"I wanted to go against the grain, against my image and that's why I joined Chereau's company,'' he says. ''And every time I've worked with him, it gave my career a boost. Our lives are connected, so it' s not a surprise to me that we are both at Cannes, that he is president of the jury and I am in the opening film.''

In Chereau's Hamlet at the Palais des Papes in Avignon, Perez, as Laertes, was in the famous dueling scene. Rappeneau, who was casting Cyrano de Bergerac, saw that Perez had a certain pugnacity that might be just right for Christian. The actor gave the role a modern edginess and mood.

He got a chance to sharpen his sword again in Chereau's La Reine Margot (1993), starring Isabelle Adjani. The last time he acted with Chereau, he played his most startling role: Viviane, a transsexual in Ceux qui m'aiment prendront le train (Those who love me will take the train).''Patrice and I knew that we were taking a risk, that we might end up looking ridiculous.''

He played this twilight character, generous and melancholy, to the hilt. ''I spent 15 hours a day as Viviane,' ' he said. ''On the set, nobody called me Vincent. Viviane hovered between two sexes, she dreamed of having a choice.''

Chereau remembers how Perez initiated the idea of Viviane. "Vincent came to me and showed me a tryout he had done for Abel Ferrara, and it was terrific, very convincing. When you see him in action movies, he's all action, and beyond that, he has it in him to pull out a creation like Viviane."

"Wearing a dress does something to a man," Perez says, straight-faced: ''It was really nice; it brought me closer to women.'' Being close to women has never been a problem. His friends have always kidded him about being a sex symbol; when he went to Hollywood in the '90s, as Jacqueline Bisset's boyfriend, he was treated by the press as the French Lover.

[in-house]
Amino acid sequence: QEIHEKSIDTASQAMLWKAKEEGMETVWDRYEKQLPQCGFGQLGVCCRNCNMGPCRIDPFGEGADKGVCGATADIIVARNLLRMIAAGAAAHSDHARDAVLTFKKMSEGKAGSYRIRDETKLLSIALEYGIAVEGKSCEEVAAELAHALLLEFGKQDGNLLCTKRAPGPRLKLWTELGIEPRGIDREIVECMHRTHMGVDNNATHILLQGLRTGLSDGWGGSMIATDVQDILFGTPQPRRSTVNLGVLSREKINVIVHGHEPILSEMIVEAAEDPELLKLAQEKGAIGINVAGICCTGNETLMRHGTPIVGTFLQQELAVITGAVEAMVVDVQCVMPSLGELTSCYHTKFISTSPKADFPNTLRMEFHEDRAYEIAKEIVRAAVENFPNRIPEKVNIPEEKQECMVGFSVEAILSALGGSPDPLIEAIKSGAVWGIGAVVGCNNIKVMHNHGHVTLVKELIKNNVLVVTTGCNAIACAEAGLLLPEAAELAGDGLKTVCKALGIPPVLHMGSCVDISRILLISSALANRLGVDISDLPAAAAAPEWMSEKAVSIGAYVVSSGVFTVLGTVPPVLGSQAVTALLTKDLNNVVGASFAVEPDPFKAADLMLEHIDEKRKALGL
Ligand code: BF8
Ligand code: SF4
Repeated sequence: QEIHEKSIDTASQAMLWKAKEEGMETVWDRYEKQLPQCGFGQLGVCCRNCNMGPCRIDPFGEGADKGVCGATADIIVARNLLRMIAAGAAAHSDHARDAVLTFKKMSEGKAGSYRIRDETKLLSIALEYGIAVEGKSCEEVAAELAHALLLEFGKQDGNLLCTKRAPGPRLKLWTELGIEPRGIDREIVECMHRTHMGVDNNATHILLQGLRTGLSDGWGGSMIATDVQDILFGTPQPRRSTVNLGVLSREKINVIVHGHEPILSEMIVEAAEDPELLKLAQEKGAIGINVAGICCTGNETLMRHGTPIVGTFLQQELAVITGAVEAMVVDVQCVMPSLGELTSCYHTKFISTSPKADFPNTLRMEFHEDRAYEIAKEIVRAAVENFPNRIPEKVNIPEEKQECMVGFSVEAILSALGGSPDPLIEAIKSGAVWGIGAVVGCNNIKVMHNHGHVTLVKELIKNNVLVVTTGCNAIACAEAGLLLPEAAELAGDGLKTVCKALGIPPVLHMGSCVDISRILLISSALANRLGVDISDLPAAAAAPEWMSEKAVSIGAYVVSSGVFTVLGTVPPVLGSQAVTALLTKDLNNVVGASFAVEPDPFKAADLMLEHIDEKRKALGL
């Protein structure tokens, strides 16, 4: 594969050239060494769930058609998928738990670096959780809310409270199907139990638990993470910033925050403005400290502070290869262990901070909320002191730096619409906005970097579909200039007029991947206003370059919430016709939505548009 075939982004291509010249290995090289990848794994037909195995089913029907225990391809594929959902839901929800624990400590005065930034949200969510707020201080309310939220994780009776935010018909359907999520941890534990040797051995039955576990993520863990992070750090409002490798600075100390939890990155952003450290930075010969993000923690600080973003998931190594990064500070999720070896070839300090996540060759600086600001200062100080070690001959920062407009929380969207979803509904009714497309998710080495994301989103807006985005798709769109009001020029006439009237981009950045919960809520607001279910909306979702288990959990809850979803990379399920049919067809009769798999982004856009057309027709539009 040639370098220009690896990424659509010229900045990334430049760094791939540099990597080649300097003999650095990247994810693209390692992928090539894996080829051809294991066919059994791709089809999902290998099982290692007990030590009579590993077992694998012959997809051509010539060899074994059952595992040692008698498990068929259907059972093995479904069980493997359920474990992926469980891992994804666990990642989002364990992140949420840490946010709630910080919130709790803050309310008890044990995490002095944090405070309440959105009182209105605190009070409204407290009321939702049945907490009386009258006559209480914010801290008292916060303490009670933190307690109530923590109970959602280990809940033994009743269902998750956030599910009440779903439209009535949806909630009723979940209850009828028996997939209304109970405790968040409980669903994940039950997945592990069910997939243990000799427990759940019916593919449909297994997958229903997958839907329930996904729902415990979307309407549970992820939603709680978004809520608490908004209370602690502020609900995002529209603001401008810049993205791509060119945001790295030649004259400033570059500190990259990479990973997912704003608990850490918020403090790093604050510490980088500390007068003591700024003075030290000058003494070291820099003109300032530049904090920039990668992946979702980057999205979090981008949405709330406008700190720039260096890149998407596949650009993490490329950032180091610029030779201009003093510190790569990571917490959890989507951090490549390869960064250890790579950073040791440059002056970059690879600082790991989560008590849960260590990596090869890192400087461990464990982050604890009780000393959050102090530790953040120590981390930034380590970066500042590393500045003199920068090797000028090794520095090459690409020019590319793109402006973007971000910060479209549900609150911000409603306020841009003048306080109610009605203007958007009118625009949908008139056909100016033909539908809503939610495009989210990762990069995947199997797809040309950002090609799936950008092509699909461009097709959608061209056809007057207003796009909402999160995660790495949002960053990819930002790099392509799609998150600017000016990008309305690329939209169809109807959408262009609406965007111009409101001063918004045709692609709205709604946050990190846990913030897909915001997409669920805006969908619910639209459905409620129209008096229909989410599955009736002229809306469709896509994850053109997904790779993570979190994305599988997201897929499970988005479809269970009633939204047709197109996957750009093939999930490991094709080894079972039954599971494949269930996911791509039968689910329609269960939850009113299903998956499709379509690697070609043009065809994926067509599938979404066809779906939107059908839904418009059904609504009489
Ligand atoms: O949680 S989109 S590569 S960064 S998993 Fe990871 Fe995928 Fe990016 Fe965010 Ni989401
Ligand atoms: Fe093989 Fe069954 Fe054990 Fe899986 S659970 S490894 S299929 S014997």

Perez played in Tim Pope's The Crow: City of Angels, but he was disappointed with his American experience. ''It's hard for a French actor to make a career there. All the interesting parts go to Americans or to Latinos like Antonio Banderas, who are better accepted because they appear less foreign than a Swiss-French-Spanish European like me. Americans have trouble fixing me on their radar screen, and France is not exactly in favor these days. I could always play a bad Frenchman, '' he laughs, ''a villain.''

Although there is not much demand for the kind of physical acting he likes, he prefers working in France. ''I like the French spirit. You have an actor like Belmondo who has terrific physical presence. I have a more feminine side than he does, and old-time comedians who liked to dance, like Louis de Funes, had that physical approach.'' Perez fine-tunes his combat choreography. ''I like rapidity, precision, getting the movements down by heart."

Last year he directed his first feature film, Peau d'Ange (Angel Skin), starring Guillaume Depardieu, and he intends to direct again. ''People really want to work with me here, and I have a part to play in projects and that's the kind of energy I need.

Fanfan was shot on location in the French countryside over 100 days. The action is supposed to take place in the sun, ''but there was no sun,'' Perez said. ''As soon as there was a ray, I leaped in with my act. It was a magnificent shoot, the kind that actors don't want to leave at the end of the day. Right now, I prefer doing comedy, parts that take me toward the sun: We have enough tragedy."

''When you read a script, you dream of the movie, and sometimes you're disappointed. Fanfan is the movie I dreamed about. It looks just the way it should look.''

[Written by Joan Dupont]